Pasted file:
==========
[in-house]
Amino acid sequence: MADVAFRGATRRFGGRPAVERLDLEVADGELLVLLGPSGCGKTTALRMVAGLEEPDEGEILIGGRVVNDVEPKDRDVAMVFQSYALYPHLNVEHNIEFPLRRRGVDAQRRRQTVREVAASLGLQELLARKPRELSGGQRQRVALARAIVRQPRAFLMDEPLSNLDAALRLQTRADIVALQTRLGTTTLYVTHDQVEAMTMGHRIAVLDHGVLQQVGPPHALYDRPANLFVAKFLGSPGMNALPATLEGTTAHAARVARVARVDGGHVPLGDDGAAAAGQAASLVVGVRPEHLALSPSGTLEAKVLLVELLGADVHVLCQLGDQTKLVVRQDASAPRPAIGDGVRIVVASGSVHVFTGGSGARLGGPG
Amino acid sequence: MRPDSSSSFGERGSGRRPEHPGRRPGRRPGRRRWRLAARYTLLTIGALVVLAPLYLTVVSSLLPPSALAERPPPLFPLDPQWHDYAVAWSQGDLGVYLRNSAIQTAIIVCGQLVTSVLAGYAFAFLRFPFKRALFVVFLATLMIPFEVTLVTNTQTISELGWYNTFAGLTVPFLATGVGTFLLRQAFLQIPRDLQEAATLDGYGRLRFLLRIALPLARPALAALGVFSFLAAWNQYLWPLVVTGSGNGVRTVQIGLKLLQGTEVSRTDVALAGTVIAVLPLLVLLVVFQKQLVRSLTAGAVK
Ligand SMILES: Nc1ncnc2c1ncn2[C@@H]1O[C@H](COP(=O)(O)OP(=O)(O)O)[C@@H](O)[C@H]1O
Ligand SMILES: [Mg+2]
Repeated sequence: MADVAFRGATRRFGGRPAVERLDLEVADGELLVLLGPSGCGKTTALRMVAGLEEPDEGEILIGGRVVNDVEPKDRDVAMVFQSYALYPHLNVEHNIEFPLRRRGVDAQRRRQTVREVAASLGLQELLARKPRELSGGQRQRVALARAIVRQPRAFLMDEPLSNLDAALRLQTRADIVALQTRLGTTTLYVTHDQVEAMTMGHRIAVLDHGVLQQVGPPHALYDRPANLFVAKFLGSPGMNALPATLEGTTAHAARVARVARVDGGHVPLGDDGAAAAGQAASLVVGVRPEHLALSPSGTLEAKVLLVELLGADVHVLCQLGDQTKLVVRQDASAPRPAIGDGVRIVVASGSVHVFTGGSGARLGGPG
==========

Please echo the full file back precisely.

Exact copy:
[in-house]
Amino acid sequence: MADVAFRGATRRFGGRPAVERLDLEVADGELLVLLGPSGCGKTTALRMVAGLEEPDEGEILIGGRVVNDVEPKDRDVAMVFQSYALYPHLNVEHNIEFPLRRRGVDAQRRRQTVREVAASLGLQELLARKPRELSGGQRQRVALARAIVRQPRAFLMDEPLSNLDAALRLQTRADIVALQTRLGTTTLYVTHDQVEAMTMGHRIAVLDHGVLQQVGPPHALYDRPANLFVAKFLGSPGMNALPATLEGTTAHAARVARVARVDGGHVPLGDDGAAAAGQAASLVVGVRPEHLALSPSGTLEAKVLLVELLGADVHVLCQLGDQTKLVVRQDASAPRPAIGDGVRIVVASGSVHVFTGGSGARLGGPG
Amino acid sequence: MRPDSSSSFGERGSGRRPEHPGRRPGRRPGRRRWRLAARYTLLTIGALVVLAPLYLTVVSSLLPPSALAERPPPLFPLDPQWHDYAVAWSQGDLGVYLRNSAIQTAIIVCGQLVTSVLAGYAFAFLRFPFKRALFVVFLATLMIPFEVTLVTNTQTISELGWYNTFAGLTVPFLATGVGTFLLRQAFLQIPRDLQEAATLDGYGRLRFLLRIALPLARPALAALGVFSFLAAWNQYLWPLVVTGSGNGVRTVQIGLKLLQGTEVSRTDVALAGTVIAVLPLLVLLVVFQKQLVRSLTAGAVK
Ligand SMILES: Nc1ncnc2c1ncn2[C@@H]1O[C@H](COP(=O)(O)OP(=O)(O)O)[C@@H](O)[C@H]1O
Ligand SMILES: [Mg+2]
Repeated sequence: MADVAFRGATRRFGGRPAVERLDLEVADGELLVLLGPSGCGKTTALRMVAGLEEPDEGEILIGGRVVNDVEPKDRDVAMVFQSYALYPHLNVEHNIEFPLRRRGVDAQRRRQTVREVAASLGLQELLARKPRELSGGQRQRVALARAIVRQPRAFLMDEPLSNLDAALRLQTRADIVALQTRLGTTTLYVTHDQVEAMTMGHRIAVLDHGVLQQVGPPHALYDRPANLFVAKFLGSPGMNALPATLEGTTAHAARVARVARVDGGHVPLGDDGAAAAGQAASLVVGVRPEHLALSPSGTLEAKVLLVELLGADVHVLCQLGDQTKLVVRQDASAPRPAIGDGVRIVVASGSVHVFTGGSGARLGGPG